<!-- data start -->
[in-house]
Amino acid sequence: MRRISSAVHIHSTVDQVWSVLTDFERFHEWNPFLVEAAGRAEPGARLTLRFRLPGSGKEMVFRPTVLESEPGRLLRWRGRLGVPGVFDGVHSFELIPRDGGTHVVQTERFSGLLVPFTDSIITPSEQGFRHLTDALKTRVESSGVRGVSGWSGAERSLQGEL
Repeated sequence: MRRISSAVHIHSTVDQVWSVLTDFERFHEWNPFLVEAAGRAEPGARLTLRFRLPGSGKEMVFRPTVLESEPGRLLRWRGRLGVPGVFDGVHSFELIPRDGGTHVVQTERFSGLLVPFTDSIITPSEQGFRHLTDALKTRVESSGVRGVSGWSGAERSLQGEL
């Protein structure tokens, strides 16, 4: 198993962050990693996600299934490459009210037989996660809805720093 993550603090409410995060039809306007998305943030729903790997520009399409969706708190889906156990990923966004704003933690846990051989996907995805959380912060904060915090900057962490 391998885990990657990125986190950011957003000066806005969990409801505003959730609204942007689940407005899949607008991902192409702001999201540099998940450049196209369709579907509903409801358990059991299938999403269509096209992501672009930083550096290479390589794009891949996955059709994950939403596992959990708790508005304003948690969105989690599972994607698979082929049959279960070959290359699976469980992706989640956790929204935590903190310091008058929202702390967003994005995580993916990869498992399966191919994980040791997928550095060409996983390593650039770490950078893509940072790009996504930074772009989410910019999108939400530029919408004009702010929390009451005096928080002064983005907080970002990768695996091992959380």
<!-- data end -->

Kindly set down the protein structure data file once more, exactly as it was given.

[in-house]
Amino acid sequence: MRRISSAVHIHSTVDQVWSVLTDFERFHEWNPFLVEAAGRAEPGARLTLRFRLPGSGKEMVFRPTVLESEPGRLLRWRGRLGVPGVFDGVHSFELIPRDGGTHVVQTERFSGLLVPFTDSIITPSEQGFRHLTDALKTRVESSGVRGVSGWSGAERSLQGEL
Repeated sequence: MRRISSAVHIHSTVDQVWSVLTDFERFHEWNPFLVEAAGRAEPGARLTLRFRLPGSGKEMVFRPTVLESEPGRLLRWRGRLGVPGVFDGVHSFELIPRDGGTHVVQTERFSGLLVPFTDSIITPSEQGFRHLTDALKTRVESSGVRGVSGWSGAERSLQGEL
């Protein structure tokens, strides 16, 4: 198993962050990693996600299934490459009210037989996660809805720093 993550603090409410995060039809306007998305943030729903790997520009399409969706708190889906156990990923966004704003933690846990051989996907995805959380912060904060915090900057962490 391998885990990657990125986190950011957003000066806005969990409801505003959730609204942007689940407005899949607008991902192409702001999201540099998940450049196209369709579907509903409801358990059991299938999403269509096209992501672009930083550096290479390589794009891949996955059709994950939403596992959990708790508005304003948690969105989690599972994607698979082929049959279960070959290359699976469980992706989640956790929204935590903190310091008058929202702390967003994005995580993916990869498992399966191919994980040791997928550095060409996983390593650039770490950078893509940072790009996504930074772009989410910019999108939400530029919408004009702010929390009451005096928080002064983005907080970002990768695996091992959380």